Father of greatness

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The Father of Greatness is the eternal divine manifestation of good in Manichaeism,[1] and a four-fold deity, embracing divinity, light, power and goodness. His throne is surounded by at least 156 peacefull entities: 12 aeons, aeons of the aeons and angels.[2][1] Then Prince of darkness assaulted the realm of light, he envoked entities of light to ward off the invaders. These entities mingled with the demons and give existence to the earthly beings, thus humans carry consubstantial light particles of the Father of greatness, but are unaware of them, until they are awaken from their sleep by remembering their divine origin. The Father of greatness responds by creating a series of entities to prepare a rescue for light particles.

Theodicy[edit]

Manichaeism rejects everything associated with evil from the Father of greatness, the Manichaean deity. Neither can he cause suffering nor is he able to charge.[3] He can merely defends. Thus, the power of the father of greatness is limited by its own nature. Although he is not all-powerfull, in the End time, he will have gathered all light particles and evil will be banished into its own kingdom never commingling again.[1] Therefore, Manichaeism also rejects the portrayal of God in the Old testament, who promises victory over one's enemies (Lev: 26:3-10).[4] Accordingly, the Problem of Evil can be solved straightforward, that God is limited in his power against forces beyond the world of light and by his own nature.[5]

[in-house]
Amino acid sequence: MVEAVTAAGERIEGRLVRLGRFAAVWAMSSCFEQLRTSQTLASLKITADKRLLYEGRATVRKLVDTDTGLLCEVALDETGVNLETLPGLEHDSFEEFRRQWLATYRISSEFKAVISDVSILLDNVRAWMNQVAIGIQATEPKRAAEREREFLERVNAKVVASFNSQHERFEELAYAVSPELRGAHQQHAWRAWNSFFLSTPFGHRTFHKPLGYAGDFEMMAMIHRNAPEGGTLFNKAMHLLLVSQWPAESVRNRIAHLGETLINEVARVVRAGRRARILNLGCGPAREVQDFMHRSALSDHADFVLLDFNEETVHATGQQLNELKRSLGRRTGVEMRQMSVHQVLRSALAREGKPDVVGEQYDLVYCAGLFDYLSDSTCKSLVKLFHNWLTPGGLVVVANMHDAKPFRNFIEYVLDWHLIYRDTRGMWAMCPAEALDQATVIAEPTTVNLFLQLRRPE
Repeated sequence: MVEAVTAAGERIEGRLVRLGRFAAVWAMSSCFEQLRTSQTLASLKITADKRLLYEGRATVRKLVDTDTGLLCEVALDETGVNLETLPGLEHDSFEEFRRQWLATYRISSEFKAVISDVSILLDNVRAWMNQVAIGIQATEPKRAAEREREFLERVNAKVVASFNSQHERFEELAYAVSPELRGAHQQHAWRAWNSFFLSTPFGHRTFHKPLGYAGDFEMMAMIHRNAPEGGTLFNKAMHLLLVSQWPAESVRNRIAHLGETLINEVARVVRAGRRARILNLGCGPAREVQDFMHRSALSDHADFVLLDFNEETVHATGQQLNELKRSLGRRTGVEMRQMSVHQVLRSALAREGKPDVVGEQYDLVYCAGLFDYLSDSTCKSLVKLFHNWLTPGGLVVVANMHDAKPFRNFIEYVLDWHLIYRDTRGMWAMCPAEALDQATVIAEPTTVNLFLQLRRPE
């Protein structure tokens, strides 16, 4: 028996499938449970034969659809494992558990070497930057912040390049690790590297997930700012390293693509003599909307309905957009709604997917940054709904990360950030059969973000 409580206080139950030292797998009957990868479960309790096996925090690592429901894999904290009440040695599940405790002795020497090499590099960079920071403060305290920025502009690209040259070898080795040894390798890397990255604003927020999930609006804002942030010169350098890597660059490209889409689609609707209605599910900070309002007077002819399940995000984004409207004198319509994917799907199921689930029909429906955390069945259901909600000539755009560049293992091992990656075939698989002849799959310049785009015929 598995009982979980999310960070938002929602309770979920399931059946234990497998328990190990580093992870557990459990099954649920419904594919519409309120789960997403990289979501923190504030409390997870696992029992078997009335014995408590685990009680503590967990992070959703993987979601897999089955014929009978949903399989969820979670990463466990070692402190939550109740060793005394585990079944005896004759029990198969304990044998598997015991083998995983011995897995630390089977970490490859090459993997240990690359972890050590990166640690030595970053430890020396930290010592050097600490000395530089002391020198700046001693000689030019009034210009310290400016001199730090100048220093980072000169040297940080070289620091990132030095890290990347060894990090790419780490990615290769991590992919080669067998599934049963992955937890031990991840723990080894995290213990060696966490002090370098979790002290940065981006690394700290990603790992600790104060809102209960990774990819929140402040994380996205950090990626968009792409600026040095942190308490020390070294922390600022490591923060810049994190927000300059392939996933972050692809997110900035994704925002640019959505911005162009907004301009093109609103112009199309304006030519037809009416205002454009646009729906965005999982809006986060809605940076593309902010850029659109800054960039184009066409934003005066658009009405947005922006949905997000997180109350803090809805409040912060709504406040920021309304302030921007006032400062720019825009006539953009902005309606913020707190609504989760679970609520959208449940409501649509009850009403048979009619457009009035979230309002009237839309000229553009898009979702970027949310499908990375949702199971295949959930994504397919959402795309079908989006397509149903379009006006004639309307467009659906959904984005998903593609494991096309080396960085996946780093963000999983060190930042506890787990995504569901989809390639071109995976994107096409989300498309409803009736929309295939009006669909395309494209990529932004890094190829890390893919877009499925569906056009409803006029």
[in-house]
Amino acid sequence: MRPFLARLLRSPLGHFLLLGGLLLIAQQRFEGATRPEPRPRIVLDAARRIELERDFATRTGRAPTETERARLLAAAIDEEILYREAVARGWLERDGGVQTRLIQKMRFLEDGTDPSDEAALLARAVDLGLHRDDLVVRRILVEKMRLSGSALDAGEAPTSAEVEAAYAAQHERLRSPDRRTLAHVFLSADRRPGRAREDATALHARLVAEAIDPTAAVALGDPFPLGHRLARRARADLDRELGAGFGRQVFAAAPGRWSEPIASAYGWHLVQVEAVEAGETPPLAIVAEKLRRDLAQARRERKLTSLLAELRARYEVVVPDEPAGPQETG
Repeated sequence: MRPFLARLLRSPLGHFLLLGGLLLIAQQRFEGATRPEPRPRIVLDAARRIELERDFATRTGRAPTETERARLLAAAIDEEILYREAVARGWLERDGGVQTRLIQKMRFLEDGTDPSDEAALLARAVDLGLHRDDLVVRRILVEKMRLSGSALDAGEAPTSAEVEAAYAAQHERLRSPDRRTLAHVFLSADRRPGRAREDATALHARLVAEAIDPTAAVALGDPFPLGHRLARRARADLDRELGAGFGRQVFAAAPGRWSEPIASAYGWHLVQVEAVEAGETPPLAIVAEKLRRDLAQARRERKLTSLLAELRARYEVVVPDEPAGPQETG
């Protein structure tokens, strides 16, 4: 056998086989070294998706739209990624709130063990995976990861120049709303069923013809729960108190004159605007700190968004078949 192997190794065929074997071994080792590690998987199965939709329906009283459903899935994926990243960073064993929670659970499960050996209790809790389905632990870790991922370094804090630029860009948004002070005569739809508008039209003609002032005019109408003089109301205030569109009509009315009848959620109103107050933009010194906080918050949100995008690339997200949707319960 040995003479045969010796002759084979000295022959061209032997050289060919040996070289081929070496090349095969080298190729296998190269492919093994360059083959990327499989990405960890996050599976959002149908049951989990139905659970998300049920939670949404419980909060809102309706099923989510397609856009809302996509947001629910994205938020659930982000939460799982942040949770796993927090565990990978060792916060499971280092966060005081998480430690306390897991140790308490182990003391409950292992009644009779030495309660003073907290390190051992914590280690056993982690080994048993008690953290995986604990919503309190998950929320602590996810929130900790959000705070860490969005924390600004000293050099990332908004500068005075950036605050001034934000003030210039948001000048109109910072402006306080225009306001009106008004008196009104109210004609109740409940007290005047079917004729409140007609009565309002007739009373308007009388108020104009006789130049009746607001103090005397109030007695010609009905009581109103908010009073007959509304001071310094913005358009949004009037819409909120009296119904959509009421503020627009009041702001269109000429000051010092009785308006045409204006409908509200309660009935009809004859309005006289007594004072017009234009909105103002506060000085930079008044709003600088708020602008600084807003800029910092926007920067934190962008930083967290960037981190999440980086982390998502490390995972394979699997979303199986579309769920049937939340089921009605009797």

See also[edit]

References[edit]

  1. ^ a b c Willis Barnstone, Marvin Meyer The Gnostic Bible: Revised and Expanded Edition Shambhala Publications 2009 ISBN 978-0-834-82414-0 pages 595, 827
  2. ^ H. J. Klimkeit Manichaean Art and Calligraphy 1982 ISBN 9789004064782 p. 9
  3. ^ Jacob Albert van den Berg, Annemaré Kotzé, Tobias Nicklas, Madeleine Scopello In Search of Truth. Augustine, Manichaeism and other Gnosticism: Studies for Johannes van Oort at Sixty BRILL 2010 ISBN 9789004195790 p. 233
  4. ^ Jason David BeDuhn Augustine's Manichaean dilemma, Band 2 University of Pennsylvania Press 2010 ISBN 9780812244946 p. 176
  5. ^ David Vincent Meconi, Eleonore Stump The Cambridge Companion to Augustine Cambridge University Press 2014 ISBN 9781107025332 p.98